William A. Ackman, the silver-haired, silver-tongued hedge fund mogul, gestured out the window of a 42nd-floor conference room at Pershing Square Capital Management in Midtown Manhattan. The view was spectacular, but Mr. Ackmanâ€™s arm extended not downward, toward the vibrant fall foliage of Central Park, but skyward toward the top of a glittering glass building just around the corner on 57th Street.
He was pointing toward One57, a new 90-story, lavish hotel and condominium building described by one critic as â€œa luxury object for people who see the city as their private snow globe.â€ Specifically, Mr. Ackman was referring to the penthouse apartment. Named the Winter Garden, for a curved glass atrium that opens to the sky, it is a 13,500-square-foot duplex with an eagleâ€™s-eye view of the park.
And it will belong to Mr. Ackman. When the sale closes, the reported $90 million price would be the highest ever paid for a Manhattan apartment. It is, he explained, â€œthe Mona Lisa of apartments.â€ Never will there be another like it.
But Mr. Ackman, 48, doesnâ€™t intend to live there. He lives at the Beresford, off Central Park, with his wife and daughters. The Winter Garden is just another investment opportunity for him and a few others. â€œI thought it would be fun,â€ he said, â€œso myself and a couple of very good friends bought into this idea that someday, someone will really want it and theyâ€™ll let me know.â€ Maybe he will hold some parties there in the meantime.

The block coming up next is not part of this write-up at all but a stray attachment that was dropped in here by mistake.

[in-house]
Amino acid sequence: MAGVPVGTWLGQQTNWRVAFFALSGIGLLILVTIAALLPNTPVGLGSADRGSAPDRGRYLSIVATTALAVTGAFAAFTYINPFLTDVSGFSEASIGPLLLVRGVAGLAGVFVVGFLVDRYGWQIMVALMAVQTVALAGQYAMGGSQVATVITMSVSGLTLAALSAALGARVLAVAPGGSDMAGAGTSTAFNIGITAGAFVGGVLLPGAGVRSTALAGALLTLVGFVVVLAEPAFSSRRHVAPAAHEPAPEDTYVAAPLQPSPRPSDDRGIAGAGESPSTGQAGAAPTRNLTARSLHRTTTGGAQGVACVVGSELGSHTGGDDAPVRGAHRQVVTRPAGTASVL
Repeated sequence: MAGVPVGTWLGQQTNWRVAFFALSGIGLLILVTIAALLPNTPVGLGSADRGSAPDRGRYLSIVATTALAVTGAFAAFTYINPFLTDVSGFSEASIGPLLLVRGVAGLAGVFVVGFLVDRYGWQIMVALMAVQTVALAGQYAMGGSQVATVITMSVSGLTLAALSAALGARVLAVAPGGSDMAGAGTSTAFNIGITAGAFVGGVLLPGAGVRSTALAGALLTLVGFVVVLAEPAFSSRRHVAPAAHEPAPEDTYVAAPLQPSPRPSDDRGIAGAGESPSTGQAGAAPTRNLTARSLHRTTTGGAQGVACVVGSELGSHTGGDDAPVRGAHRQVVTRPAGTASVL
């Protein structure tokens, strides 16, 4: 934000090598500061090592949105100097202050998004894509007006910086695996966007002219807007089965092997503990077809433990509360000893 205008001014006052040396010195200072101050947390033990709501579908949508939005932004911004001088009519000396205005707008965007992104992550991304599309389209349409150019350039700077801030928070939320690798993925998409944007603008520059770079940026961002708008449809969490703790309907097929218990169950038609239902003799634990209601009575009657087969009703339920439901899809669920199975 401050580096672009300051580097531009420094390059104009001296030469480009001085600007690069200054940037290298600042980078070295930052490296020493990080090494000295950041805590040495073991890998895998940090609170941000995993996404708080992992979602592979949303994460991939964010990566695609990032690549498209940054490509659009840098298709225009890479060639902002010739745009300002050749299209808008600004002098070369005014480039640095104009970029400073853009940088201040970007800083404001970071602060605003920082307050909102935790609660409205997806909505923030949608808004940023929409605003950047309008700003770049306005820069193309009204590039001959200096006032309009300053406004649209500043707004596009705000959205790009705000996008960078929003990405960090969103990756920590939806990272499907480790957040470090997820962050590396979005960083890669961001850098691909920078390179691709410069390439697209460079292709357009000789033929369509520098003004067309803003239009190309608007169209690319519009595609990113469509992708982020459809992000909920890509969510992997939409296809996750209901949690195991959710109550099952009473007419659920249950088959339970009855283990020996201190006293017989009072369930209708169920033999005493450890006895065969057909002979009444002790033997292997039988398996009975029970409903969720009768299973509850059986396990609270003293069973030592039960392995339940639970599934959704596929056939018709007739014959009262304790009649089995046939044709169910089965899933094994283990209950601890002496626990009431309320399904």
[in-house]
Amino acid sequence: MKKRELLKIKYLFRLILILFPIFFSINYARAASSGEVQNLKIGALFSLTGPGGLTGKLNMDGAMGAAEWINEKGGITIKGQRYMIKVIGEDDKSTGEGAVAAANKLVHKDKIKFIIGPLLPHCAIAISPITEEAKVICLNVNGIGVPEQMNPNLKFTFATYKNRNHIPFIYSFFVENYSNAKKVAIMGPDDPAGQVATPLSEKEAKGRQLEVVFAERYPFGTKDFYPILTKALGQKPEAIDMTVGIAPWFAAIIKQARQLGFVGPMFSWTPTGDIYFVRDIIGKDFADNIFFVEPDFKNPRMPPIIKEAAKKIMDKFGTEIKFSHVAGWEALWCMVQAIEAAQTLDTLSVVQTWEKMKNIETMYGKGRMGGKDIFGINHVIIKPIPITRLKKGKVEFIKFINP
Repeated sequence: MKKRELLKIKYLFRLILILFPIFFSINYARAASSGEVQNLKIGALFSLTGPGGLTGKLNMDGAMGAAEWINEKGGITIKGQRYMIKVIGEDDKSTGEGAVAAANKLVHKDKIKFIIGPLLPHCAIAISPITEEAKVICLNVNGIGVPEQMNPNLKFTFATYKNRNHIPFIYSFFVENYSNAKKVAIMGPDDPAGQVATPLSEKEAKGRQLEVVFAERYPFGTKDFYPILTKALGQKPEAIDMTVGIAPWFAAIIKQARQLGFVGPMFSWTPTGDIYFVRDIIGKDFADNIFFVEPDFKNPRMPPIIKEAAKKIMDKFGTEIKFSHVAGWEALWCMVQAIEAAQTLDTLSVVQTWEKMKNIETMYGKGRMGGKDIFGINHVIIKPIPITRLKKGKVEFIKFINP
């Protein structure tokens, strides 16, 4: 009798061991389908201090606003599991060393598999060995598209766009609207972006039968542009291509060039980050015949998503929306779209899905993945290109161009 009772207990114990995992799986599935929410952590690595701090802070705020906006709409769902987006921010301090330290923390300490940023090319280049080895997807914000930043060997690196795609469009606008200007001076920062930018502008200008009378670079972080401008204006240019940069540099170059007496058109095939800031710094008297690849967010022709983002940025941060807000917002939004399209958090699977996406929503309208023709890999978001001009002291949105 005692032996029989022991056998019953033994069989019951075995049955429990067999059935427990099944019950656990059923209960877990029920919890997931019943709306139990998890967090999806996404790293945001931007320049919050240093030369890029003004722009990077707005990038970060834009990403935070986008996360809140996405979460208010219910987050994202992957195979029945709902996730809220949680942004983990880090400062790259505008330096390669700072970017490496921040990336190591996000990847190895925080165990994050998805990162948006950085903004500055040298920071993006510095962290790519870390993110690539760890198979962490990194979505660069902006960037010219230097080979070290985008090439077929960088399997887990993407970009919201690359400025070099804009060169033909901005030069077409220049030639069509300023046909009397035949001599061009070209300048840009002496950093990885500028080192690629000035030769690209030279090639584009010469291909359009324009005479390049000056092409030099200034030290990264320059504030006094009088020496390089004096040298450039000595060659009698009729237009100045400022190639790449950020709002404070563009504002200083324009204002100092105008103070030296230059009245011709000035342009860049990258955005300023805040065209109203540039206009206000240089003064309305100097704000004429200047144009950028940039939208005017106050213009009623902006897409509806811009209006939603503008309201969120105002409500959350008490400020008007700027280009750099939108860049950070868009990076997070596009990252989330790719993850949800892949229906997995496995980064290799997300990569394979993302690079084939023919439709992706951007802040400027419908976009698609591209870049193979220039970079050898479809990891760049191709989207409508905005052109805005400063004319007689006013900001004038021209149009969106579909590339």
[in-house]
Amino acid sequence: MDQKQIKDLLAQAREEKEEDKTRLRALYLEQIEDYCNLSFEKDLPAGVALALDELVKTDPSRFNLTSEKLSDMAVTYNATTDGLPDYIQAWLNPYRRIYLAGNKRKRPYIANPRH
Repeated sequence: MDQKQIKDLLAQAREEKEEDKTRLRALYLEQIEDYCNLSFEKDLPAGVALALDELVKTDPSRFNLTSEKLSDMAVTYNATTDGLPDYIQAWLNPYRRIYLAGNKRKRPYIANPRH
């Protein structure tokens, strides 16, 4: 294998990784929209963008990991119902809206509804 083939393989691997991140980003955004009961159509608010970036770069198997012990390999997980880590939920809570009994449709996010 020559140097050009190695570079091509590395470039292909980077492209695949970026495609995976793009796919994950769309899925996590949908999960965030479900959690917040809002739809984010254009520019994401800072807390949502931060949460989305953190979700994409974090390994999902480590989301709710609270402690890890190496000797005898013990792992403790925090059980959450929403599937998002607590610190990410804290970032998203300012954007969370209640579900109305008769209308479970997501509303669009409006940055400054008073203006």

Whether itâ€™s a top-of-the-world apartment, an attack on a company or even his annual vacations with friends (the next trip is Navy SEAL training), Bill Ackman does everything big.
And this may be his biggest year yet. Overseeing more than $17 billion, his hedge fund is up 32 percent in a year when many other hedge funds are just breaking even. He recently completed a public offering of stock in Europe of part of Pershing Square, and while the shares are trading below the offering price, he still raised $2.7 billion that he can use to make more big bets. Heâ€™s also a driving force behind one of the biggest â€” and certainly the most controversial â€” potential mergers of the year: Valeantâ€™s $53 billion hostile takeover bid for Allergan, the maker of Botox.
His critics agree that heâ€™s big. They say he stands out for his big mouth and oversize ego, an accomplishment in the hedge fund world. (Even back in high school, his tennis teammates presented him with a T-shirt that read: â€œA closed mouth gathers no foot.â€) Others warn that his fund has a risk of blowing up. His portfolio is made up of bets on less than a dozen companies. (The Allergan stake alone made up 37 percent of his fund earlier this fall, according to filings.) That means when things go bad, they can go really bad. Thatâ€™s what happened when his $2 billion bet on Target through a separate fund lost 90 percent of its value at one point.
He has wagered $1 billion that Herbalife, the nutritional supplement company, will fail. So far, that bet hasnâ€™t panned out, and even one of his closest advisers has called his theatrics on the subject â€” including a teary, three-hour rant this summer in front of nearly 500 people â€” a mistake.Back To News